Quest for the Cerulean Warbler
Outdoor Ontario

Quest for the Cerulean Warbler

oridgen10

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Hello all, Oridgen here... I have had a lot of luck with seeing lifer warblers in Ontario this spring and summer such as a singing Hooded Warbler at Skunk's Misery, a secretive Worm-Eating and Prairie at Pelee and an obliging Prothonotary at Rondeau, but one beautiful species, the Cerulean Warbler, has continued to elude me. I have become very interested (some would say obsessed :D ) with seeing one. Does anyone know where the best place to go to see one in Ontario would be? Preferably relatively close to Toronto? I heard Backus Woods is almost a guarantee; is this true? Also, I have as yet failed to see a Mourning Warbler. :oops:  Is there any semi-reliable spot in Toronto to observe this species? Thank you everyone, I will understand if you do not wish to disclose exact locations.
« Last Edit: December 31, 1969, 07:00:00 pm by Guest »


BetCrooks

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Unfortunately, you've left it pretty late for a Mourning Warbler to be easy to find. We've had 2 males singing steadily all spring at Riverwood Conservancy in Mississauga (Burnhamthorpe and the Credit River near Mississauga Road), being readily seen and photo'd from the main path, but that's finished now more or less. On the Sat bird walk, one of the males and his mate and one fledged juvenile all came out to see us on the Red Deer Trail, but that was a lucky chance. When they aren't singing territory any more, they're hard to spot. This is at least the 3rd year we've had a male singing at the 600 m marker on the red deer trail, though, so you could try next June if you want. Just keep an eye on ebird and ONTbirds to see if he's back.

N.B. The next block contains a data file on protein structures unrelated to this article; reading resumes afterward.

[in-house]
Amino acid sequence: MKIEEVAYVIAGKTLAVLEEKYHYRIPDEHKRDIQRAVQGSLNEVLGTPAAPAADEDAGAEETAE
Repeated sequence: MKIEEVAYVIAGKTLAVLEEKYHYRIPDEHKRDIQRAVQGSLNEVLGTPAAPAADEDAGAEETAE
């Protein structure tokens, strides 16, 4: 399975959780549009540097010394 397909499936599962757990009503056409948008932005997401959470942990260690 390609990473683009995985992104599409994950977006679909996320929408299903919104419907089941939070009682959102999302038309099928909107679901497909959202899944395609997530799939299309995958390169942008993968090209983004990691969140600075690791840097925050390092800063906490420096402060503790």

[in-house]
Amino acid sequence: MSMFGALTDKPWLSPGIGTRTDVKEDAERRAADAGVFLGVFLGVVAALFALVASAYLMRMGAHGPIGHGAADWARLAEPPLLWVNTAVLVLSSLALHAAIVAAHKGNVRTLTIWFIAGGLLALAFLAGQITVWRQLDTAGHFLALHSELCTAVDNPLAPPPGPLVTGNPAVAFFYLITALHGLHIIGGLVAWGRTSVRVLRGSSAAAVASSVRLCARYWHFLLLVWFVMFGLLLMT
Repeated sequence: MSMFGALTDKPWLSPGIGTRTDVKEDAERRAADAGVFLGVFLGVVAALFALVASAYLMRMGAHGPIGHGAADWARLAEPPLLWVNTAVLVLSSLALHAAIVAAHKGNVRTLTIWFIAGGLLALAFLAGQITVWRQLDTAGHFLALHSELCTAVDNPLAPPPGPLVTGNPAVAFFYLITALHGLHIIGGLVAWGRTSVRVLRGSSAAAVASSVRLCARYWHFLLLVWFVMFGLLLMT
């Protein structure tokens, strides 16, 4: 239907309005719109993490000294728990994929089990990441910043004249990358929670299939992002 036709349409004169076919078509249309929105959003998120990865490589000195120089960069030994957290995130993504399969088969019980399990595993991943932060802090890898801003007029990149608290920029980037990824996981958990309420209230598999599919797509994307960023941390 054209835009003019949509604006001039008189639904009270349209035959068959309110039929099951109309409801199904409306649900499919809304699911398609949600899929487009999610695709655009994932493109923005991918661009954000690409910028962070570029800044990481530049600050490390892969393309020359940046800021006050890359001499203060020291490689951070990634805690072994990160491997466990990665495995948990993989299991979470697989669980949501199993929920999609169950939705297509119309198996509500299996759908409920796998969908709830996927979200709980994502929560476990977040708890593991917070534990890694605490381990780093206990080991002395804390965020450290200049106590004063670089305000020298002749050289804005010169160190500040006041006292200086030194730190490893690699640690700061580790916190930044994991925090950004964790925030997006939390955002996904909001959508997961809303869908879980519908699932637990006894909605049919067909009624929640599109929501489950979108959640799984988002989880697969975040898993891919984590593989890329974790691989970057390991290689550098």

« Last Edit: December 31, 1969, 07:00:00 pm by Guest »


Reuven_M

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Cerulean is a very hard bird, and I don't think there's anywhere it can be called guaranteed. Check eBird for recent sightings though and you should be able to find one if you go very soon. They will stop singing and start leaving the province anytime. Mourning Warblers are common nesting birds in the countryside around the GTA, as well as in the largest city parks. I'd expect them to keep singing for a while yet, I had a couple singing on private property in Caledon today. Learn their song, and visit natural areas with dense rich underbrush and some trees. Again, you can check eBird for sightings.
« Last Edit: December 31, 1969, 07:00:00 pm by Guest »


oridgen10

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Thank you both so much for the info. I will keep searching!
« Last Edit: December 31, 1969, 07:00:00 pm by Guest »